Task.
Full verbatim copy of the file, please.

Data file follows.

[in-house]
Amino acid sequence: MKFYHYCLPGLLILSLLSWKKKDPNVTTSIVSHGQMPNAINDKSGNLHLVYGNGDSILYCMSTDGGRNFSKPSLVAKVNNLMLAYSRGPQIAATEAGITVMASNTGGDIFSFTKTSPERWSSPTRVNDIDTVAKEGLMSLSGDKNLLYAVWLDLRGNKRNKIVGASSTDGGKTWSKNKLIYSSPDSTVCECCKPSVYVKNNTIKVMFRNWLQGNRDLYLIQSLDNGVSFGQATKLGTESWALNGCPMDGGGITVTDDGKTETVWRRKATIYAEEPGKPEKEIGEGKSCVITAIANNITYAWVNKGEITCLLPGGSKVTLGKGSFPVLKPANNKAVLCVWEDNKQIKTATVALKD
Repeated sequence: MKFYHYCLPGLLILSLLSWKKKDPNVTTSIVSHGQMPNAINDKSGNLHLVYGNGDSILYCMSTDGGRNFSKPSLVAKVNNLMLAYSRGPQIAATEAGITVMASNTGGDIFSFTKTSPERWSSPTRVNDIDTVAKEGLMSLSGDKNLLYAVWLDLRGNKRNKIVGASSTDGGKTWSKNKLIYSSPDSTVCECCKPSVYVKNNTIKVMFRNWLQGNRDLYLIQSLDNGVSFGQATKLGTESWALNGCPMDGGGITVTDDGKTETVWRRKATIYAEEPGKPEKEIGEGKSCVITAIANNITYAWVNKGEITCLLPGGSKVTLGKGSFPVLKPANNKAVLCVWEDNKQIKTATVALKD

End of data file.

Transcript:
[in-house]
Amino acid sequence: MKFYHYCLPGLLILSLLSWKKKDPNVTTSIVSHGQMPNAINDKSGNLHLVYGNGDSILYCMSTDGGRNFSKPSLVAKVNNLMLAYSRGPQIAATEAGITVMASNTGGDIFSFTKTSPERWSSPTRVNDIDTVAKEGLMSLSGDKNLLYAVWLDLRGNKRNKIVGASSTDGGKTWSKNKLIYSSPDSTVCECCKPSVYVKNNTIKVMFRNWLQGNRDLYLIQSLDNGVSFGQATKLGTESWALNGCPMDGGGITVTDDGKTETVWRRKATIYAEEPGKPEKEIGEGKSCVITAIANNITYAWVNKGEITCLLPGGSKVTLGKGSFPVLKPANNKAVLCVWEDNKQIKTATVALKD
Repeated sequence: MKFYHYCLPGLLILSLLSWKKKDPNVTTSIVSHGQMPNAINDKSGNLHLVYGNGDSILYCMSTDGGRNFSKPSLVAKVNNLMLAYSRGPQIAATEAGITVMASNTGGDIFSFTKTSPERWSSPTRVNDIDTVAKEGLMSLSGDKNLLYAVWLDLRGNKRNKIVGASSTDGGKTWSKNKLIYSSPDSTVCECCKPSVYVKNNTIKVMFRNWLQGNRDLYLIQSLDNGVSFGQATKLGTESWALNGCPMDGGGITVTDDGKTETVWRRKATIYAEEPGKPEKEIGEGKSCVITAIANNITYAWVNKGEITCLLPGGSKVTLGKGSFPVLKPANNKAVLCVWEDNKQIKTATVALKD